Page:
Section 8: Richard, Clarissa, Miss Kilman, Elizabeth
It was now 1:30. As Lucrezia and Septimus walked away from Sir William's office, they passed Hugh Whitbread, who was on his way to lunch at Lady Bruton's, where Richard Dalloway was also heading.
Lunching with the formidable Lady Bruton, Hugh reveled in the rich food and atmosphere. Richard went somewhat deeper, meditating on the value to England of such "well-set-up old women of pedigree" who knew how to do things right. Lady Bruton asked after Clarissa, and she mentioned that Peter Walsh was in town. All three instantly remembered the story of Peter and Clarissa. Then Richard suddenly told himself that he would go to Clarissa right after lunch and "tell her, in so many words, that he loved her." All three reflected that it would be impossible to find Peter a job because there was a flaw in his character, though Hugh said he would certainly try.
Then Lady Bruton brushed aside such topics and turned the conversation to the cause that was her current obsession: Emigration. She fervently believed that the solution for England's social ills was to send promising young people of both sexes to Canada. Herein lay her reason for inviting Hugh and Richard to lunch. She wanted to write a letter on Emigration to the Times, but she was not a good writer. So she wanted Richard, who knew the political landscape, to advise her, and Hugh, who "knew how to put things," to write for her. They did so, admirably, and left.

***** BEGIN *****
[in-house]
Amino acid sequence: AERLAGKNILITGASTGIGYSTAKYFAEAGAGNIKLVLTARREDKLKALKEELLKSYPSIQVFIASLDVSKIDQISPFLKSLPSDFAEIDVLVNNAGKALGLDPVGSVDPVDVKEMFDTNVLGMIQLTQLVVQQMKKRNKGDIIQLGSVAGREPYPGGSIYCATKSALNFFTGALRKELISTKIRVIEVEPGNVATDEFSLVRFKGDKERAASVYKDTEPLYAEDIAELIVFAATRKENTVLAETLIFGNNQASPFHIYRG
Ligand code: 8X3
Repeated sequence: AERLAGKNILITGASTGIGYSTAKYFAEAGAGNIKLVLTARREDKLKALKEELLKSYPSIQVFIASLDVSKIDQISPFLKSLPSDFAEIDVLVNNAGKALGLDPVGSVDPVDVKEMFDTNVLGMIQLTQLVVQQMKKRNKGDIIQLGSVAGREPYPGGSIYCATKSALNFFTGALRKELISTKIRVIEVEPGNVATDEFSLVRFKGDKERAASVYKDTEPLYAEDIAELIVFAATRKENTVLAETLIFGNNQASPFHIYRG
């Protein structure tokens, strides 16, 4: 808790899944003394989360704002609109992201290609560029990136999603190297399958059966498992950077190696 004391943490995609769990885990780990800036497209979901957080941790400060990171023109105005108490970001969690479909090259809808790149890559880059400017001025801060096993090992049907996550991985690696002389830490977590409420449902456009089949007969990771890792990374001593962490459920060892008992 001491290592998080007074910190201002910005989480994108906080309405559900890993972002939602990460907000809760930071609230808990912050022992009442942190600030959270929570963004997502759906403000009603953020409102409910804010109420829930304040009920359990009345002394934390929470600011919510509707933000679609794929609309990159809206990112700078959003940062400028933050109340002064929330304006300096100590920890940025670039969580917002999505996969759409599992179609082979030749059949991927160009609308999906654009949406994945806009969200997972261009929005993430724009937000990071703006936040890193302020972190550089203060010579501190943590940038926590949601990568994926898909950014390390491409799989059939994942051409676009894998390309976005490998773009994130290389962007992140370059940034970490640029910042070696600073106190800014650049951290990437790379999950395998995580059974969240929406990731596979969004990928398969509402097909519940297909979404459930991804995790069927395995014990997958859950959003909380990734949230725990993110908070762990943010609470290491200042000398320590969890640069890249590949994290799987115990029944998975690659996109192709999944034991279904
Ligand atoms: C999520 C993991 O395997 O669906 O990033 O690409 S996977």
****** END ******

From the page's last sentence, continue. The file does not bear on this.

Richard decided to bring flowers to Clarissa. He hadn't said the words "I love you" in a very long time. But today he was going to do it. He thought it was a miracle that he had married Clarissa and had lived so well, when so many others had been killed in the War or had been born with no hope of a good life. He resolved again and again that he would tell Clarissa he loved her, because "it is a thousand pities never to say what one feels." He surveyed the people in the park as he passed. He thought of various social problems and what could be done about them. He saw the vagrant woman who had been singing earlier, and considered "the problem of the female vagrant." He saw Buckingham Palace, and reflected that, although it was absurd, at least it gave the country a sense of tradition. He felt very happy to be carrying flowers to Clarissa, to be on his way to tell her he loved her. Big Ben struck the three-o'clock hour.
Meanwhile, Clarissa sat at her writing table, feeling annoyed because her friend Mrs. Marsham wanted her to invite Clarissa's poor, dull cousin, Ellie Henderson, to her party. She was also agitated because Elizabeth was locked in her room with Miss Kilman, probably praying. But then Richard burst in upon Clarissa, holding out the flowers. "He could not bring himself to say he loved her, not in so many words," but she understood anyway, without his speaking. They sat on the couch, and each told the other, in rapid, confused snippets, what had happened during the day. As they talked, Richard held Clarissa's hand and thought, "Happiness is this." But then, he briefly wondered if she wished she had married Peter. He told Clarissa that he worried this party would be too much for her. Before leaving to return to work (at the House of Commons), he ran out and returned with a pillow and quilt, reminding her, as her doctor had prescribed, to have "an hour's complete rest after luncheon."
Clarissa lay on the sofa. After the excitement wore off, she felt unhappy, because neither Peter nor Richard understood why she liked to give parties. So she defended herself. She said her parties were "an offering"¾an offering to life, her gift to the world, the only thing she was capable of giving. Then Elizabeth came in.